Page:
Thursday, April 17, 2014

The Films of Jim Jarmusch: Year of the Horse (1997)

Year of the Horse (1997)
Directed by: Jim Jarmusch.
Featuring: Neil Young and Crazy Horse.

In 1995-96, Jim Jarmusch and Neil Young collaborated on two films together. The first was Jarmusch’s Dead Man – one of his best films, and features a haunting, guitar driven score by Young. The second was Year of the Horse, a documentary about Young and his long time band Crazy Horse – which is perhaps the worst film Jarmusch has ever directed. Jarmusch had never made a documentary before, and it shows in his interviewing skills – as he gets almost nothing of any value from Young, the other members of the band or anyone else he interviews. He even keeps not one, not two, but three different instances of the guitar player basically saying that no outsider can possibly come in and document what 30 years together is really like. By the third time he says it, it feels like a confession on Jarmusch’s part – he really doesn’t capture what being together that long is like.

The movie is made up mostly of concert footage shot in 1996 – along with new interviews – shot, it appears, in someone’s dingy laundry room for reasons I do not understand as well as footage from previous tours in 1986 and 1976. The old footage, presented without context, really doesn’t add anything to the movie – except to show you how much Young and everyone else has aged over the 20 years the footage spans. The one exception could be a scene where Young is angry because the other members screwed up the arrangement on stage that night (we do not see footage of that, of course) – which hints at the more complex relationship Young and this band actually has, that Jarmusch was unable to capture. There is a reason that Young continues to come back and record and tour with Crazy Horse  -it seems like it recharges their batteries. They have a sound that is described throughout the movie as “raw” and their concerts basically look like jam sessions. Yet there is also a reason why Young often records his best music with others and not Crazy Horse – and why he has at times started recording with Crazy Horse, and then re-recorded everything with other musicians. The members of Crazy Horse admit there are a lot better musicians out there then they are – and Young knows it as well. You’ll hear a lot of songs in Year of the Horse – and none of them are among the best of Young’s long career. Young can go on all he likes about his while everyone else’s jacket says “Neil Young and Crazy Horse”, while his just says Crazy Horse – but they really are Neil Young and Crazy Horse. The other band members are not on Young’s level – and they all know it. Any bitterness, resentment or anger there may be is left off-screen, which is disappointing.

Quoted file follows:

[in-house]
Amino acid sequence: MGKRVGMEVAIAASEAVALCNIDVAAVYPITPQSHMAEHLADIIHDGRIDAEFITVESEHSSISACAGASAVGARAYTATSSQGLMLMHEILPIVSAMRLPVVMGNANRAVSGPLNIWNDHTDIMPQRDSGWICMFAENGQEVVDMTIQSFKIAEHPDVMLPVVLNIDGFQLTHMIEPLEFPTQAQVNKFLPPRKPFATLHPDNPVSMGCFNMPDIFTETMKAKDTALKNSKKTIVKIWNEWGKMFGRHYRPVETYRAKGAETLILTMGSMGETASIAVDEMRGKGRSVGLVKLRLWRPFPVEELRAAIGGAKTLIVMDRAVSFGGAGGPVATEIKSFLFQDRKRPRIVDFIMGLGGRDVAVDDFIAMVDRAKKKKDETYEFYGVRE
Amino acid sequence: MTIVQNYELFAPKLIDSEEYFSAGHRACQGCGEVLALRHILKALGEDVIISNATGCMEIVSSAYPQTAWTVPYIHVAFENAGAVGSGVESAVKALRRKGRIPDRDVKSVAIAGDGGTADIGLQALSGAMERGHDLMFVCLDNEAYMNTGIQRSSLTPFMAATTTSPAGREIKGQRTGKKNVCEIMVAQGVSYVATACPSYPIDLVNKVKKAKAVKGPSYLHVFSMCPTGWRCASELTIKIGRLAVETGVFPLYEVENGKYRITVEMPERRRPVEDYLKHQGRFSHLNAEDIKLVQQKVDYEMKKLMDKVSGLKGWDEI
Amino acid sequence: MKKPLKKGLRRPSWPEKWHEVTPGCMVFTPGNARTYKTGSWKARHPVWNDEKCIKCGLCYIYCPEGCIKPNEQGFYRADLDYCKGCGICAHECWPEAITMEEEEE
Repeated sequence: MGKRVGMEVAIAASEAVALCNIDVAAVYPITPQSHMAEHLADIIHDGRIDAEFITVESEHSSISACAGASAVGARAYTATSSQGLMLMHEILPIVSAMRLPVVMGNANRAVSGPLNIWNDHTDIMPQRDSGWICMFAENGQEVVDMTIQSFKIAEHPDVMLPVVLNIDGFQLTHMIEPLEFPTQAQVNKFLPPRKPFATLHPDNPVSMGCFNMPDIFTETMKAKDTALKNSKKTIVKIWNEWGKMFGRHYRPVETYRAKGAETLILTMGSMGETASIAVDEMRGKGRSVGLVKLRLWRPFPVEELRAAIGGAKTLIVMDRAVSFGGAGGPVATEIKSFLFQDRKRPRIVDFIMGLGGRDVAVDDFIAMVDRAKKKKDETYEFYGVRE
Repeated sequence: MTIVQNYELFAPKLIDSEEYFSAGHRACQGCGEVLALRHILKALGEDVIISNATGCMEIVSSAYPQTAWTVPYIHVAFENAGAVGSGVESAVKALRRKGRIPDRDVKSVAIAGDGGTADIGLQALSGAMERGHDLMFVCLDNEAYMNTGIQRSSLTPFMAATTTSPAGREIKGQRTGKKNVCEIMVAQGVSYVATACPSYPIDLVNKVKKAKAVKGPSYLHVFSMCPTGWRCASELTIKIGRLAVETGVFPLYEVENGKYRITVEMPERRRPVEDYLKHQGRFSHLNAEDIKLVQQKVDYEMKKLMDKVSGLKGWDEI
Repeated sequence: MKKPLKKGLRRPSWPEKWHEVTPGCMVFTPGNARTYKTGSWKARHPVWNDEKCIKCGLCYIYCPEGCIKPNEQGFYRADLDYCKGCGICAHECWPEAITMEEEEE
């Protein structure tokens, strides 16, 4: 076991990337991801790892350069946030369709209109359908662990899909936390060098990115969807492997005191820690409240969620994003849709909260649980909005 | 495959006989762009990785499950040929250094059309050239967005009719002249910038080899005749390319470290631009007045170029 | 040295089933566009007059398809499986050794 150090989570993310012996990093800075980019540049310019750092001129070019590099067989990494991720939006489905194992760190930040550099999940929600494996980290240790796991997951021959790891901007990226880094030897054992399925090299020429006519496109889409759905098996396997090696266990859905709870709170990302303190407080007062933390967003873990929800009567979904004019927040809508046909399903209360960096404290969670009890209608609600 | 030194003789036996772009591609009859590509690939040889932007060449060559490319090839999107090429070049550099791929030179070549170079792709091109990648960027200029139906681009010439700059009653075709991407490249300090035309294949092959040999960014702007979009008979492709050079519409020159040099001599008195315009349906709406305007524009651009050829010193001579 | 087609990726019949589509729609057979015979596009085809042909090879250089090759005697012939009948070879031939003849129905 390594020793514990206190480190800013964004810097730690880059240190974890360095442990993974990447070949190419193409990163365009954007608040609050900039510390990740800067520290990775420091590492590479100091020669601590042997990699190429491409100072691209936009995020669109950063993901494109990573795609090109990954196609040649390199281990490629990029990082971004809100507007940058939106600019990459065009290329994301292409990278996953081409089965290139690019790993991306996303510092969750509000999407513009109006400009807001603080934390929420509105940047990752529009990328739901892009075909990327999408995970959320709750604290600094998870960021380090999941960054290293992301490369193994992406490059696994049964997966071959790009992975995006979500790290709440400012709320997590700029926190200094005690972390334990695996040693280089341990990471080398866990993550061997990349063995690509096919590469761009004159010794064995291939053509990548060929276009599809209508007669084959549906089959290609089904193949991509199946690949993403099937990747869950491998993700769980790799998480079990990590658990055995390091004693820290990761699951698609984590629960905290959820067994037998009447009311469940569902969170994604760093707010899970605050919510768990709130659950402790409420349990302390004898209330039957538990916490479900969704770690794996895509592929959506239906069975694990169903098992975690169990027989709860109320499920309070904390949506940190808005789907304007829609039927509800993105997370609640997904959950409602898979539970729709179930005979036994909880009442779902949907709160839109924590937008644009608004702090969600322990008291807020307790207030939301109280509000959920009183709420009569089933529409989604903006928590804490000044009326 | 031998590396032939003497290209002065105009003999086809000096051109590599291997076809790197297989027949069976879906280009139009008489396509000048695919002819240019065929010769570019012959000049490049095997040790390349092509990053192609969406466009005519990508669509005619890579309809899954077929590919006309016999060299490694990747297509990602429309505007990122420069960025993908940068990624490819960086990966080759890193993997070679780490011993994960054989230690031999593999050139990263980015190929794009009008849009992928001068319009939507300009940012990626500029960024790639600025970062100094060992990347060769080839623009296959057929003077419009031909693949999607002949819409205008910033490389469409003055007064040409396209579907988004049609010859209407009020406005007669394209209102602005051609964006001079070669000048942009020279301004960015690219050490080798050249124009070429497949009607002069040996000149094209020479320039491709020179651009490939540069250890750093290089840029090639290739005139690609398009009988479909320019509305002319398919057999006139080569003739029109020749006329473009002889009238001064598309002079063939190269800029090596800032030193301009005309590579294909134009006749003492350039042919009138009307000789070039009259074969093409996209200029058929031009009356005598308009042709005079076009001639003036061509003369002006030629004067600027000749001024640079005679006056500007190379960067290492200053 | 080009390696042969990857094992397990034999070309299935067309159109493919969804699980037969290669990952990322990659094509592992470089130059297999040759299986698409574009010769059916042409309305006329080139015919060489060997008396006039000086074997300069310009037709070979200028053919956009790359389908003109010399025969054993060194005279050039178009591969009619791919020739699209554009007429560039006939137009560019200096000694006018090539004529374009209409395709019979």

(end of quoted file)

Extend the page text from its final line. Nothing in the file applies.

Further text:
Basically, the interviews are shallow and superficial. They offer no real insight into what makes this band work as well as they do, or what has kept them together. Either Jarmusch lacked the skills to get the band to be introspective, or else they didn’t want to go there and Jarmusch didn’t push. You aren’t really going to learn much from them.

But this is, more than anything, a concert documentary – so who cares about the interviews as long as the music is great, right? That would be true, except the music in Year of the Horse isn’t all that good. I’m a Neil Young fan – and I loved Jonathan Demme’s Heart of Gold – another Young concert doc from a few years ago. Yet in Year of the Horse, the songs go on forever. Basically the band sings the first verse and the chorus of each song, and then the whole thing quickly devolves into minute after minute of what would charitably described as a “jam session” – that is mainly wordless, with guitar that provide more feedback than anything else. It doesn’t help that Jarmusch decided to shoot on Super 8 (and “Proudly”, the opening credits inform us) – which I suppose was an attempt to make the film look as “raw” as the band – but basically has the effect of making everything look dingy, grimy and dirty – and also hurts the sound quality. I don’t think shooting on any type of film would have saved some of the songs – that drone on and on and on for what seems like forever (I think a few hit 10 minutes) – but it couldn’t possibly have hurt.

Some directors are naturals when they move over the documentary films from a long career in features. Martin Scorsese has been able to make several great docs – and two great concert films as well. Spike Lee has been able to cross that line as well. As Year of the Horse is still the only documentary and concert film on Jarmusch’s resume, the evidence so far suggests he is not one of those directors. Apparently he’s working on a documentary about The Stooges. Hopefully he learned some lessons from Year of the Horse, and that film will be better than this one. But if I learn nothing else from that other than that Iggy Popp’s jacket just said The Stooges, and everyone else’s jacket says Iggy Popp & the Stooges, I’ll be disappointed.

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